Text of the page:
(as appeared in the Dec, 2009 TSR)
By John Wright
I have owned my TC for 23 years and the car has never really had any brakes. I think a stick dragging on the pavement would have been more effective than my old TC’s binders. So I set out to fix things this fall, and below I will go through the problems that made my TC brakes so pitiful.
The TC brake shoe has an offset in the metal part of the shoe. The reason being is that the shoes overlap on a post at the bottom of the backing plate. You must notice this and make sure your brake shoes are assembled properly. Don’t ask how I know this! Also, TC drums are pressed steel. Not cast iron like a real car. The thickness is about 3/16″ or so. Mine had been turned twice so the metal was probably 1/8″ thick or thereabouts. I could feel the drums “bell” if I applied the brakes hard, which I had to do with regularity when I drove the MG. Also the rear shoes were oil-soaked and the fronts were silicone-soaked. So driving my TC had become like ice racing, just going to the 7-11. Downhill runs were to be avoided!
The new shoes from Moss looked great. The metal part of the shoes needs to be just under .120″ thick at the point where they slip over the aforementioned post. Any more and the retaining horseshoe clip will either not fit into the groove of the post or if you do force it on, the shoes may bind. Moss’s otherwise excellent new shoes were .137″ thick and had to be milled down to fit. I contacted Moss and they went out of their way to quickly investigate the issue, take steps to remove defective stock, and contact their supplier in the UK. I was pleased with their actions to correct the problem.
My brake drums were dangerously useless. They are original to the car, which I believe has much less than 50,000 original miles. The last set of shoes I put on were relined and had brass wire in the material, which I’m thinking must have been some type of truck lining that contributed to the ineffectiveness overall. I took advantage of Moss’ recent 18%-off sale and purchased their very nice ALFIN drums. The new Moss shoes matched the arc of the new drums, as the new drums and shoes were to original specification. “TCs Forever” by Mike Sherrell, you will see his drawings on pages 106-107. The drawings portray one of the reasons the TC rear axle can weep oil at the hub bearing carrier. When bolted up, the wire wheel hub extension surface should just contact the outer race of the axle bearing, keeping everything solidly in position.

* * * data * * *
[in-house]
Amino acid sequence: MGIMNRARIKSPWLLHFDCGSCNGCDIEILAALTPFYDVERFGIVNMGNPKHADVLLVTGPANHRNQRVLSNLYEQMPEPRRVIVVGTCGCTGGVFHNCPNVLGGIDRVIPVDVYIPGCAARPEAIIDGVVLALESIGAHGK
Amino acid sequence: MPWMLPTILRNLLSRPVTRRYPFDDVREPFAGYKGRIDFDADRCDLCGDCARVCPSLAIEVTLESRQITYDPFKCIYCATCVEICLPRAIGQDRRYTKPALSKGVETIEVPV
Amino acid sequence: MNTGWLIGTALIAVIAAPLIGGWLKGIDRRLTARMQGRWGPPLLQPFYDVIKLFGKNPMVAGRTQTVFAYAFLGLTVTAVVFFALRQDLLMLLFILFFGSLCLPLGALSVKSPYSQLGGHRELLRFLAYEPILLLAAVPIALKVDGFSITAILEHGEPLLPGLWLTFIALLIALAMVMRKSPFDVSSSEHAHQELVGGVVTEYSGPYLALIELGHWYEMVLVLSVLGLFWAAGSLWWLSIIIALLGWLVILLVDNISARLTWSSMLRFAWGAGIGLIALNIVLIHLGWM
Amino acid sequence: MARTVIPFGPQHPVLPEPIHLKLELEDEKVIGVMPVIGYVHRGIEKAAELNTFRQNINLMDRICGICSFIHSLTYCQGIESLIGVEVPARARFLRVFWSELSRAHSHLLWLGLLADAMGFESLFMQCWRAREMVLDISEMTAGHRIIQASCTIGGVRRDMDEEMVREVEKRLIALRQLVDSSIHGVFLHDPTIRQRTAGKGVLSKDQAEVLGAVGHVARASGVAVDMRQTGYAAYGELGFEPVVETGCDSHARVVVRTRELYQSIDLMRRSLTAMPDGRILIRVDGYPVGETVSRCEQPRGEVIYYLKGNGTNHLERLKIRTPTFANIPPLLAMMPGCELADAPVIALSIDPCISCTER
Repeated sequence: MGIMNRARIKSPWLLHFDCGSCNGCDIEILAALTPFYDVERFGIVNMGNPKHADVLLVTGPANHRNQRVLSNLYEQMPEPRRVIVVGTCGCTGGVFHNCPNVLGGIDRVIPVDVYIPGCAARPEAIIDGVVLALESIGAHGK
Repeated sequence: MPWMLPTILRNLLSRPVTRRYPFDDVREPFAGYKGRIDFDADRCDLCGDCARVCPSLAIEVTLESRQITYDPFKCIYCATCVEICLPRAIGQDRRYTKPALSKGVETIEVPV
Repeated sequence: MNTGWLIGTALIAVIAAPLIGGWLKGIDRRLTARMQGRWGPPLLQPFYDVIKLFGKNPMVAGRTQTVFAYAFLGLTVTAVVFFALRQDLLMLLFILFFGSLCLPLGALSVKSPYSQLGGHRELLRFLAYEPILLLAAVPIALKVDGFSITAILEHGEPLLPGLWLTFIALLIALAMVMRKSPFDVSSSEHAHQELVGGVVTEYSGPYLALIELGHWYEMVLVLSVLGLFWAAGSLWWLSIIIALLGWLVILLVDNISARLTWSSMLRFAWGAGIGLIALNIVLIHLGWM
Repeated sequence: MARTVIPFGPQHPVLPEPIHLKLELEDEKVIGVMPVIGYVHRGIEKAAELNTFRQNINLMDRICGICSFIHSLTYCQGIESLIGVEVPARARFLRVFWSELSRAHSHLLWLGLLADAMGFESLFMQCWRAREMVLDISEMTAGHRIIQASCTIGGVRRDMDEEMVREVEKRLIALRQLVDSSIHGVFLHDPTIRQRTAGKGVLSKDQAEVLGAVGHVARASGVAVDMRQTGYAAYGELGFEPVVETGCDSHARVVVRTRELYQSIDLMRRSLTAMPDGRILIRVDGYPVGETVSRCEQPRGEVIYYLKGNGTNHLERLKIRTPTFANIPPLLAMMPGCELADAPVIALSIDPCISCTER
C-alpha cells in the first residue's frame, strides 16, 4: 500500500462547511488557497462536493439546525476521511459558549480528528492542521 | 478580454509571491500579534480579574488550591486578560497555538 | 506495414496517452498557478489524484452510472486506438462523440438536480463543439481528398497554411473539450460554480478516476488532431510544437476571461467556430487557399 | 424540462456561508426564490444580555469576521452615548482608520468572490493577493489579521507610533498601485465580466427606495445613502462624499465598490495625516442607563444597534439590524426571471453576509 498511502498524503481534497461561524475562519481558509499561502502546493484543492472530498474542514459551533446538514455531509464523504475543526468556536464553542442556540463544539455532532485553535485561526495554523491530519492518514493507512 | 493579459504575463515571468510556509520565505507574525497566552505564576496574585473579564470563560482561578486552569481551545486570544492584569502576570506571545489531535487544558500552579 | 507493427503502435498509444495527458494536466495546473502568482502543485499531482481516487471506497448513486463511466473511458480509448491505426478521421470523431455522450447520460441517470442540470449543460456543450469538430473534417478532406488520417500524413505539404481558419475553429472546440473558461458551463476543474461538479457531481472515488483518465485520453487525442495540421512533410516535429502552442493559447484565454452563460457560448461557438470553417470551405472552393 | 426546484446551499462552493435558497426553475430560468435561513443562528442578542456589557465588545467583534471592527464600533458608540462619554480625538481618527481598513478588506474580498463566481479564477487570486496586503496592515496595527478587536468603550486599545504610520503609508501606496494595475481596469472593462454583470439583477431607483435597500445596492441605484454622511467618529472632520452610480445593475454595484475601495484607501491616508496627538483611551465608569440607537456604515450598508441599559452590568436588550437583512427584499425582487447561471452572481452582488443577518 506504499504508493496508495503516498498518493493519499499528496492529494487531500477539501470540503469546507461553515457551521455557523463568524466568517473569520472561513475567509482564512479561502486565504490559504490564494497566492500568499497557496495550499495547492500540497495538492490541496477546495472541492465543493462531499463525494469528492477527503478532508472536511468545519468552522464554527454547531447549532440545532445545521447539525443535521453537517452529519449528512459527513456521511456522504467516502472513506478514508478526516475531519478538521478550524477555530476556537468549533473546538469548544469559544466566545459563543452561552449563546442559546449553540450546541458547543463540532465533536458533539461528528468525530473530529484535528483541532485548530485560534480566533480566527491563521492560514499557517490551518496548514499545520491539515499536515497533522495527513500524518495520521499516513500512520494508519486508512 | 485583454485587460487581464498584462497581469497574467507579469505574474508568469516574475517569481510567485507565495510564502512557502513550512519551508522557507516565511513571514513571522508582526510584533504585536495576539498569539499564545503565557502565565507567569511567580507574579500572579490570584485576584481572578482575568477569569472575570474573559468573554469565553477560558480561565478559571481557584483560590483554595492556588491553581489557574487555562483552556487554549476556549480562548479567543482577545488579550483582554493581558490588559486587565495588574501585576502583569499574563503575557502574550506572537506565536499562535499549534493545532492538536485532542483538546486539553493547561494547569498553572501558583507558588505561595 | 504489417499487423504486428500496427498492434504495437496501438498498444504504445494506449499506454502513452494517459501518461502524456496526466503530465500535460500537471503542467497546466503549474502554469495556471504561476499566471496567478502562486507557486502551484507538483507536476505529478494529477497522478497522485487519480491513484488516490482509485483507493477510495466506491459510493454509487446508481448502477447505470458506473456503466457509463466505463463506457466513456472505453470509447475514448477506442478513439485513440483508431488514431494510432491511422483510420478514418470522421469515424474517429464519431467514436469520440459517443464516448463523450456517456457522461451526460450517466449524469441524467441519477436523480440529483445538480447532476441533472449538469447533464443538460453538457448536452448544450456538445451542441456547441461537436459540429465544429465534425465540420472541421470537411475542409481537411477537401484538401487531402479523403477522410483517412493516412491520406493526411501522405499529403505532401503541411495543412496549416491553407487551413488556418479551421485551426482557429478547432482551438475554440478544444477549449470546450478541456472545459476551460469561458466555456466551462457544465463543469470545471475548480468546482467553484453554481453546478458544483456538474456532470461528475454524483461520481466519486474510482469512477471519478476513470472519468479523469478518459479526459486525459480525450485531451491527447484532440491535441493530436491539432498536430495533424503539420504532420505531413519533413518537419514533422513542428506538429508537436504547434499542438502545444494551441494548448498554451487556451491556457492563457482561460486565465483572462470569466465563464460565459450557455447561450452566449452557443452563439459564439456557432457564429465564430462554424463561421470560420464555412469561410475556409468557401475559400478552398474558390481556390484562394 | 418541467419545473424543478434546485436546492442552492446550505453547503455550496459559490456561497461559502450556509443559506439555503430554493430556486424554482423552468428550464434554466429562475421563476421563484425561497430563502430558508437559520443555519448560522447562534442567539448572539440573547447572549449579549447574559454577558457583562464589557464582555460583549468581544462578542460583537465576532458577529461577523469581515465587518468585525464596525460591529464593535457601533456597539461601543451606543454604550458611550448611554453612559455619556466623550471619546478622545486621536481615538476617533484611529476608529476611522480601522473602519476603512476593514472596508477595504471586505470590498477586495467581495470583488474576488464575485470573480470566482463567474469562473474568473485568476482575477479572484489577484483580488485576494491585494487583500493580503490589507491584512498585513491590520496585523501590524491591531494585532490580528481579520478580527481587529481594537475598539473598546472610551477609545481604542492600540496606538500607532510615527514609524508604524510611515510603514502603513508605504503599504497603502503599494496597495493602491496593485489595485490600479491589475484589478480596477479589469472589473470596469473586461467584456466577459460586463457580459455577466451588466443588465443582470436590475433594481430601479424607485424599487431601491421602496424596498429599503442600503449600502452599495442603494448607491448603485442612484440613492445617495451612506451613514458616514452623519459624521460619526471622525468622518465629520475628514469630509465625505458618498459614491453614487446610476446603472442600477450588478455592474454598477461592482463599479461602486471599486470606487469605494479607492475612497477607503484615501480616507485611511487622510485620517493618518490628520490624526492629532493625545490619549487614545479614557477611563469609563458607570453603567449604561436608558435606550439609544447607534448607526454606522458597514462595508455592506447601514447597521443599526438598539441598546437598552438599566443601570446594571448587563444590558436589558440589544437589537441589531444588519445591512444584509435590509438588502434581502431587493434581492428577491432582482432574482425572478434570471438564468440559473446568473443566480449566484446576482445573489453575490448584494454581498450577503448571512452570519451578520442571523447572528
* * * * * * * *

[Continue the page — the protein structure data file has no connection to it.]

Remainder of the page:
Some w/w hub extensions have clearance here that can allow the bearing carrier (and seal) to flex at the bearing, leading to oil leakage to the brakes and possibly axle breakage — especially under hard cornering loads. “TCs Forever” covers this extensively, and all TC owners should refer to this book for the repair technique.
By the way, sealed bearings are fine here, but they seal to keep dirt out, not oil in. The wire wheel hub to bearing fit was good on my car, so the big fix for my TC hopefully will be the new hub seal nuts offered by Bob Granau in Ontario. Bob is a machinist who makes special parts for T-series and MMM cars. His seal nuts replace the stock large castellated hub nut with a fully machined 2″ nut with an integrated modern seal. When installed, the axle is slid through the nut as normal, but the final position where the seal will contact the axle is made smooth by installing and accurately positioning a 1″ Speedi-Sleeve.
The sleeve slides right down the axle and may need a little bearing Lock-tite on the cleaned axle in order to keep it from shifting. By using grease on the sleeve and inserting and removing the axle, you can see the sleeve’s position in the seal. See the photographs for clarification.
Last, at least for the purpose of this article, was the full flushing of the silicone brake fluid and an overhaul of the wheel cylinders and master cylinder. Some of you will remember that silicone brake fluid was all the rage back in the late 70’s. I switched back to Castrol LMA years ago, and it’s all I’ll use. Check with your NAPA store as they may carry Castrol brake fluid. They also should have assorted wheel cylinder cups that, although universal, look just like the Lockheed parts and are much less dear. NAPA #3023 for 7/8″ and #1499 for 1″.
In addition, I had Bob Granau install new machined stub axles into my original front steering knuckles. This I’ll cover next time. If you google “MG TC Hub Nuts,” you will find a way to modify your original castellated nuts if you are so inclined. Also, see: www.mg-tabc.org/t-list-gall-class.htm for Bob’s parts and services list.